The marginal chappuler in the video images of the Dolmabahçe police violence: “Why was I the last man down?” Selçuk Uygur

Hello everybody,

I would like to tell you about the incidents myself as the main protagonist of the videos showing the “Dolmabahçe Polis Violence” recorded on the 2nd of June 2013 at night in Dolmabahçe and broadcast on youtube. I am the person that the police tried to lynch in those images after the Billboard Resistance. Those of you who are only interested in the action itself can read the Moment of the Incident section. (By the way, if you have any images concerning that night, I’d appreciate that you send them via email to

The video showing the lynching (the video was removed from the youtube after it was watched by 700.000 people.  Now there is another link to it):

The video showing the first aid efforts at the Dolmabahçe Infirmary:

The video showing how the police fired at us while we were trying to save the injured protesters in the middle of the street:

The video showing a TOMA water cannon’s attempts to take down the Billboard (First video shows the incident until 12:50 A.M., and the second starts at 1:20 A.M.:

In the video showing the lynching you see only my jersey shorts, converse sneakers and bag. I enclose here the photos of them because there are still some people who claim that the video was recorded in another country and  at another time:


I am going to recount my experience in four sections: “Who am I?”, “Why I was the last person down there?”, “the Moment of the Incident”, and “My Personal Opinions about these events”. I would like to apologize in advance if the text contains any slips of the tongue due to the fact that I had a brain trauma two days ago and that there are 40 stiches all over my body because about 30 policemen hit me for two minutes.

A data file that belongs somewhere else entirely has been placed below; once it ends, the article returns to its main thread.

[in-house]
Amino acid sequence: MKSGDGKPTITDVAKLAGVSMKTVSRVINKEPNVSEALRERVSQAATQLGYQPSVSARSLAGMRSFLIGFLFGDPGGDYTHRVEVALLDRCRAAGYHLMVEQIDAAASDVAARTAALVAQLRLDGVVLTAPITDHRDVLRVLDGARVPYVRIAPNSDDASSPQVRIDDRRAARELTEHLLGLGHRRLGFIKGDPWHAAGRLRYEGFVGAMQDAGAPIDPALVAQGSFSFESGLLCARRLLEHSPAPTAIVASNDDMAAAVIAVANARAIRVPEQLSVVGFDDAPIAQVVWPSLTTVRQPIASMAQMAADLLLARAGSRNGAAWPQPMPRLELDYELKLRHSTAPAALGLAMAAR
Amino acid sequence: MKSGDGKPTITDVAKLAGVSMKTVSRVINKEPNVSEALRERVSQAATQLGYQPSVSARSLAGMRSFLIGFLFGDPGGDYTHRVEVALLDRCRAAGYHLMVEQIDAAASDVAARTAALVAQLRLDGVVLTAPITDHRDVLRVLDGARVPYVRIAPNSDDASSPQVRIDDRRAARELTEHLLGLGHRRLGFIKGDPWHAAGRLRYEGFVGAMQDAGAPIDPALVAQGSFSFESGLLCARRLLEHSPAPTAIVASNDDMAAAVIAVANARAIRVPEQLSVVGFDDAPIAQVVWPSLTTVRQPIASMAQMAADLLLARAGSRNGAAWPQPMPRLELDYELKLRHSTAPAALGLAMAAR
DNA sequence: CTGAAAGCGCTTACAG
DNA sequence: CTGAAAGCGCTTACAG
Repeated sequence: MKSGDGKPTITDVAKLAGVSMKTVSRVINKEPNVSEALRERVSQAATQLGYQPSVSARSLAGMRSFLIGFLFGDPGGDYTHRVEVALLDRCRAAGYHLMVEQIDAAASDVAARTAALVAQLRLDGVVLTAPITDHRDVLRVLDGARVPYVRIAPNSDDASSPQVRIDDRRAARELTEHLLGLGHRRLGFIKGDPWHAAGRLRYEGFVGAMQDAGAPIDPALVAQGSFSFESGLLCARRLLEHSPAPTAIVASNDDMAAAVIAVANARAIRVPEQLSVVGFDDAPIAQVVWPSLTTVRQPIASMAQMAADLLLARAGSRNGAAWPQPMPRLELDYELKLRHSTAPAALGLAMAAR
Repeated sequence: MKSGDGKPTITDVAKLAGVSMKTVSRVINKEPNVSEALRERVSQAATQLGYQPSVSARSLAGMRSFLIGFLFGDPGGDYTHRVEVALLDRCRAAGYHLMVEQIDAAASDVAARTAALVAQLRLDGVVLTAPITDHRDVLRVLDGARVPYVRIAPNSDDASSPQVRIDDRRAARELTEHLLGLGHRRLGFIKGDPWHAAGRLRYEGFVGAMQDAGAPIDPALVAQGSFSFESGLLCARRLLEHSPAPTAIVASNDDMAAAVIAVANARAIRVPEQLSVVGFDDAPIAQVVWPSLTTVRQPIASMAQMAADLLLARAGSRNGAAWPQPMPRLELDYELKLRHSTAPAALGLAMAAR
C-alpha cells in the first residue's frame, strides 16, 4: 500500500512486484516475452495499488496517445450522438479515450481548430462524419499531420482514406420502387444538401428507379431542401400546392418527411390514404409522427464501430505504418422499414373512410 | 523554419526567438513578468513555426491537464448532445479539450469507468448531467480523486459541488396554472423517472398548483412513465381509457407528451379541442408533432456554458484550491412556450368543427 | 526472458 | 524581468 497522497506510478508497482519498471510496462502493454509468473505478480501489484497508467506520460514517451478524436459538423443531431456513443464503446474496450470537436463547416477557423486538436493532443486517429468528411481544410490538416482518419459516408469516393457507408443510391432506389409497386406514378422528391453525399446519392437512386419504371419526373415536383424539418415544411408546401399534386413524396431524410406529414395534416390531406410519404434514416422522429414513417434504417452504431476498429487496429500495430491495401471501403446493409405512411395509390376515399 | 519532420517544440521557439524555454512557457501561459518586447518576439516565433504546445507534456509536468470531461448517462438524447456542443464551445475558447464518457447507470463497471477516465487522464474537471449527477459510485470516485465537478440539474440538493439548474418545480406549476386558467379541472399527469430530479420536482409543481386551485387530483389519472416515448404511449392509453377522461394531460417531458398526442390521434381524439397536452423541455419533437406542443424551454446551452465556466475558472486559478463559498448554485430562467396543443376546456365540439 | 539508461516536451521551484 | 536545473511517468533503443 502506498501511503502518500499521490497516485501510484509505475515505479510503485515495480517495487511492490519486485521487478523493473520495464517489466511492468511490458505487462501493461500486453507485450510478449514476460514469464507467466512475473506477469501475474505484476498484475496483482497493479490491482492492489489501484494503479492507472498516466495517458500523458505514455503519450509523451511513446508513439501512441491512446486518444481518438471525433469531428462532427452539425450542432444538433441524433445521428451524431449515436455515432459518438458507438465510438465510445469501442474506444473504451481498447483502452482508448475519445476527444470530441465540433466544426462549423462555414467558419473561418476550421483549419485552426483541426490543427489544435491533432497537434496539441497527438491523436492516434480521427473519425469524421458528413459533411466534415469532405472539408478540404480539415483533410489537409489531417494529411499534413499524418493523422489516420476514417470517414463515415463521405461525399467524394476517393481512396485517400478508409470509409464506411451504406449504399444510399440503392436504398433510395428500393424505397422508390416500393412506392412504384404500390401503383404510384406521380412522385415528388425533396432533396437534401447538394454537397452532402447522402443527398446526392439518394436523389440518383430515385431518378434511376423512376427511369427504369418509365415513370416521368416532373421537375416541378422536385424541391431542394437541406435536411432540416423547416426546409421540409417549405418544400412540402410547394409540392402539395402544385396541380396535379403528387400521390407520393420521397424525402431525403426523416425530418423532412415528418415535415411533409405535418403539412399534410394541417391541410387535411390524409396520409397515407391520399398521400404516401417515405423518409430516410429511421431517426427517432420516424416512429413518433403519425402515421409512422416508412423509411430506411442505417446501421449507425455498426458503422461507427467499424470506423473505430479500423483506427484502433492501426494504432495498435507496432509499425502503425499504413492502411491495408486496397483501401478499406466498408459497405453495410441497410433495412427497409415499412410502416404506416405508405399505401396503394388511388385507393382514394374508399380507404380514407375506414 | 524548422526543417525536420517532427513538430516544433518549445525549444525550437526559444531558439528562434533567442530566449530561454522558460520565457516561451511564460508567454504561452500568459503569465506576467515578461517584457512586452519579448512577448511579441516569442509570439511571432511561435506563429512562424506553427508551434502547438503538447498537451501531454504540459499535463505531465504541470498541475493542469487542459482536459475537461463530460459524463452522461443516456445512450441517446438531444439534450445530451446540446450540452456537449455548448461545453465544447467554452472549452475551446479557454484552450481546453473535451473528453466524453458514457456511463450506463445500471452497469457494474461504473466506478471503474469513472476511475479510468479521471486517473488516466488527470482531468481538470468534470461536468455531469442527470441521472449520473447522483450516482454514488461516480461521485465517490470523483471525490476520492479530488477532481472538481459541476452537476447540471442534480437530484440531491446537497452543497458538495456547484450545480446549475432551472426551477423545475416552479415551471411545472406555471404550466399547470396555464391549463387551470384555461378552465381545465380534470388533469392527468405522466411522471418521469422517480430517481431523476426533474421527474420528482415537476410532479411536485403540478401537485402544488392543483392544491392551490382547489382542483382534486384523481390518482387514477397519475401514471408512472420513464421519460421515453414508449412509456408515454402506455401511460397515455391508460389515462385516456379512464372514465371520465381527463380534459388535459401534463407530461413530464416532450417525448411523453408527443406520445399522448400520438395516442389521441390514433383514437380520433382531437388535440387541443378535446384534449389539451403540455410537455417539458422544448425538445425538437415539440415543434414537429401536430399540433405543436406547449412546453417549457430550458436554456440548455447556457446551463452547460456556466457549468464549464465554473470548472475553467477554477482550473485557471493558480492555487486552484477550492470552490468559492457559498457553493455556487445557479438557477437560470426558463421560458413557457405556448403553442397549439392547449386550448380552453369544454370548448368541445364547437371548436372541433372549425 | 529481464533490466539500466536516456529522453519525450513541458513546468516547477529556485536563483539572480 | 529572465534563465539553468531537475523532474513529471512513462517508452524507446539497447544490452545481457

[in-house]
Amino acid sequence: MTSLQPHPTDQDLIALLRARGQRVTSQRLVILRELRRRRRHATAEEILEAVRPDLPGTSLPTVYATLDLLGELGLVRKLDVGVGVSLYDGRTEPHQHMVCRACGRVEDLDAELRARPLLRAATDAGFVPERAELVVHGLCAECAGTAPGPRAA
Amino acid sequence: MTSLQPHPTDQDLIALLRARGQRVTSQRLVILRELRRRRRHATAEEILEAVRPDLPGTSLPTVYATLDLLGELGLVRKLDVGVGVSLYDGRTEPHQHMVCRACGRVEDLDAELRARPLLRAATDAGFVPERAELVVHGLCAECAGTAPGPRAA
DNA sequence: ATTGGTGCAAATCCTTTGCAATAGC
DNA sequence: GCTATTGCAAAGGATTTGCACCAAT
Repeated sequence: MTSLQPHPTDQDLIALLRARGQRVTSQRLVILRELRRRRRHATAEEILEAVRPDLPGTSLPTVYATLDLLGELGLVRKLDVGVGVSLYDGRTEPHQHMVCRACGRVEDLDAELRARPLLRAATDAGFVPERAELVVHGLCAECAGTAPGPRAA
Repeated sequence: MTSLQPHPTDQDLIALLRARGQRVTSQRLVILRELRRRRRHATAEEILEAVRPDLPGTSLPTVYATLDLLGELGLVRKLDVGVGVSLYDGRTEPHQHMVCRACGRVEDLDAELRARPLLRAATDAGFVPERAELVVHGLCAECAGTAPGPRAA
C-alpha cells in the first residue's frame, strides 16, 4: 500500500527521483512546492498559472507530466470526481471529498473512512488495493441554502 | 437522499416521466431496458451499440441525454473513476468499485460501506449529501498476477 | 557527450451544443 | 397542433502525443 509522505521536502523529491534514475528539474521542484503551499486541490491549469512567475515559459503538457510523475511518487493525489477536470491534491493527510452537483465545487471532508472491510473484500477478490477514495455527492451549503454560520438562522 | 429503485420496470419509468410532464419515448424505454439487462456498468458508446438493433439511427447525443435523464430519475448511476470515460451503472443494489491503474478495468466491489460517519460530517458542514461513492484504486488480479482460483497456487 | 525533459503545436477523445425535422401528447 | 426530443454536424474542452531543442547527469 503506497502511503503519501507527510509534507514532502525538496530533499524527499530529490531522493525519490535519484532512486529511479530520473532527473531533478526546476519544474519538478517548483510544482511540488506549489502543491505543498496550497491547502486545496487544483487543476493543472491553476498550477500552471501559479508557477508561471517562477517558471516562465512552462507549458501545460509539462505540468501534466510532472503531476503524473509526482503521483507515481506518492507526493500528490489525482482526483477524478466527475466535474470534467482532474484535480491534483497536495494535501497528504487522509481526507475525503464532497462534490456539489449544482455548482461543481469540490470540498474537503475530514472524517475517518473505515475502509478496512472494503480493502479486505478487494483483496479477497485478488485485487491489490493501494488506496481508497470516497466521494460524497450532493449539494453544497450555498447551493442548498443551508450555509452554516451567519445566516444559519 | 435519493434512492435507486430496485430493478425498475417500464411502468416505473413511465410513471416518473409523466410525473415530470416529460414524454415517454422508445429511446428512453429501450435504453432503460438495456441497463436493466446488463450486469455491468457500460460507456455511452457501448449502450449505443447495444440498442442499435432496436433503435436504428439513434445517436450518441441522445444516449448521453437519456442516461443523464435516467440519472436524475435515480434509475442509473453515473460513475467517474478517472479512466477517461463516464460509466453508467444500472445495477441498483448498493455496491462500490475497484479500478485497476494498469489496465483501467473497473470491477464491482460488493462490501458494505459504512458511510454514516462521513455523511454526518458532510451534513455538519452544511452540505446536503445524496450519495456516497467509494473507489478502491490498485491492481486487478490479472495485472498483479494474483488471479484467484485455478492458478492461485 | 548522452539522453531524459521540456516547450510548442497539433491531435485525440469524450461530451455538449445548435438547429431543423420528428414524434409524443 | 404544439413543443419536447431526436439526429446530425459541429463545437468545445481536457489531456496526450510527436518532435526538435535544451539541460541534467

Who is this marginal chappuler?

It may be difficult to believe but contrary to all allegations I am not a member of any illegal organization neither a fanatical supporter of a political party or a professional provocateur. On the contrary, the Gezi protest was the first social movement that I participated in my 24-year life. As I am sure that the Police Department will soon realize through their investigations this is my first criminal report. As you can see in these videos, I haven’t damaged any public property or attacked any policemen. I was there with my basketball shorts and t-shirt ; that it to say, my only aim was to run fast and help people by catching the tear gas bomb canisters and throw them as far away as possible.

As a kid with a lower class background and Turkish origin who was grown up in poverty, the Gezi protest is the first social movement that I wholeheartedly believe in its legitimacy. I think that the only leader behind this movement is the “people”. Forasmuch as I define myself as a “man of letters”, as a graduate of English Language Literature, I spend 90 % of my time by reading, writing and doing editorial tasks or by taking care of my cat, feeding animals in my neighborhood and listening to outmoded classical music like Marin Marais while I study and heavy metal while I work out at basketball trainings. I am a quiet and boring man; even I cannot stand myself sometimes. Let alone participating in mass social movements, I normally get away from any environment where there are more than 7 or 8 people…

On why and how I was the last person down there…